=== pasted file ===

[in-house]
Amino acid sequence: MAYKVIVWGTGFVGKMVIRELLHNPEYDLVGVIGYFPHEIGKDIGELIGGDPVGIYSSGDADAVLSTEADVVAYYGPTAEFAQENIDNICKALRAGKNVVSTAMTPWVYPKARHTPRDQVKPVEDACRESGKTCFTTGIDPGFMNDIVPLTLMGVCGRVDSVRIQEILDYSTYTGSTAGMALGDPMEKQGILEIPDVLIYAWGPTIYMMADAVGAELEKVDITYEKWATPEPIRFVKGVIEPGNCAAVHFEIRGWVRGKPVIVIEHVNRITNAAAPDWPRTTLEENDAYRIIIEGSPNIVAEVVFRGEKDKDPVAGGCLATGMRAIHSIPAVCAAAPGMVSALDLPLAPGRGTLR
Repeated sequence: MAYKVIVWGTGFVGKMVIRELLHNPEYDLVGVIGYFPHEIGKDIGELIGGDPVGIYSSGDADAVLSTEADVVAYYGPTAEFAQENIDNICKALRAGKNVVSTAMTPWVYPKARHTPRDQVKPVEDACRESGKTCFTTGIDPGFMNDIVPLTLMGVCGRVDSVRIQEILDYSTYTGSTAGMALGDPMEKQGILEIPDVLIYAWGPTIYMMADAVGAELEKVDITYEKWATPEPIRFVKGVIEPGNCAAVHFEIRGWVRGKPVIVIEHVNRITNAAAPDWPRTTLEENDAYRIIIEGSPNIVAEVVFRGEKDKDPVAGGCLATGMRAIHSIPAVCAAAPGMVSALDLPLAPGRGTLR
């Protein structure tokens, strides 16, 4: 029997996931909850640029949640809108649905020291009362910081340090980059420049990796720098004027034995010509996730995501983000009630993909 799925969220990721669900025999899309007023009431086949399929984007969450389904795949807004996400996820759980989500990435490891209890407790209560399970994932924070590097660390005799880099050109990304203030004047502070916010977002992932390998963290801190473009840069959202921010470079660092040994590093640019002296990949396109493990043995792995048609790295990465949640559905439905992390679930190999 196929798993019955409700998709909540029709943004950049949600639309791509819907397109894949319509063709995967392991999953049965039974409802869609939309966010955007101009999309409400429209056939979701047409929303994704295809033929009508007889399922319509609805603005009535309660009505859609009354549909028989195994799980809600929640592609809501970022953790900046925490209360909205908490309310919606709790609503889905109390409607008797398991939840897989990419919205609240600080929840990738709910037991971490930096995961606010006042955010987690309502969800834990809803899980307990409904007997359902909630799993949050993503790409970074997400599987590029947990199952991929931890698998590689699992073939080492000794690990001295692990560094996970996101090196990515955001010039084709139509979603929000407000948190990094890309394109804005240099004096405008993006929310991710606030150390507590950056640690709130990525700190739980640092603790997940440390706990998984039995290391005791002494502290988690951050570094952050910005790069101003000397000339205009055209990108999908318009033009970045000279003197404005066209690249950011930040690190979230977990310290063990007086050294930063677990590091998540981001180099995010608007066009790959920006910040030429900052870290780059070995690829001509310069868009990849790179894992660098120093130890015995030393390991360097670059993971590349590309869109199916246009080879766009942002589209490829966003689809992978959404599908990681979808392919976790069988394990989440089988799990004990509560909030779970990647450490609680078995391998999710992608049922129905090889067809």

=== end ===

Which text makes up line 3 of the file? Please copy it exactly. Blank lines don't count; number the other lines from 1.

Repeated sequence: MAYKVIVWGTGFVGKMVIRELLHNPEYDLVGVIGYFPHEIGKDIGELIGGDPVGIYSSGDADAVLSTEADVVAYYGPTAEFAQENIDNICKALRAGKNVVSTAMTPWVYPKARHTPRDQVKPVEDACRESGKTCFTTGIDPGFMNDIVPLTLMGVCGRVDSVRIQEILDYSTYTGSTAGMALGDPMEKQGILEIPDVLIYAWGPTIYMMADAVGAELEKVDITYEKWATPEPIRFVKGVIEPGNCAAVHFEIRGWVRGKPVIVIEHVNRITNAAAPDWPRTTLEENDAYRIIIEGSPNIVAEVVFRGEKDKDPVAGGCLATGMRAIHSIPAVCAAAPGMVSALDLPLAPGRGTLR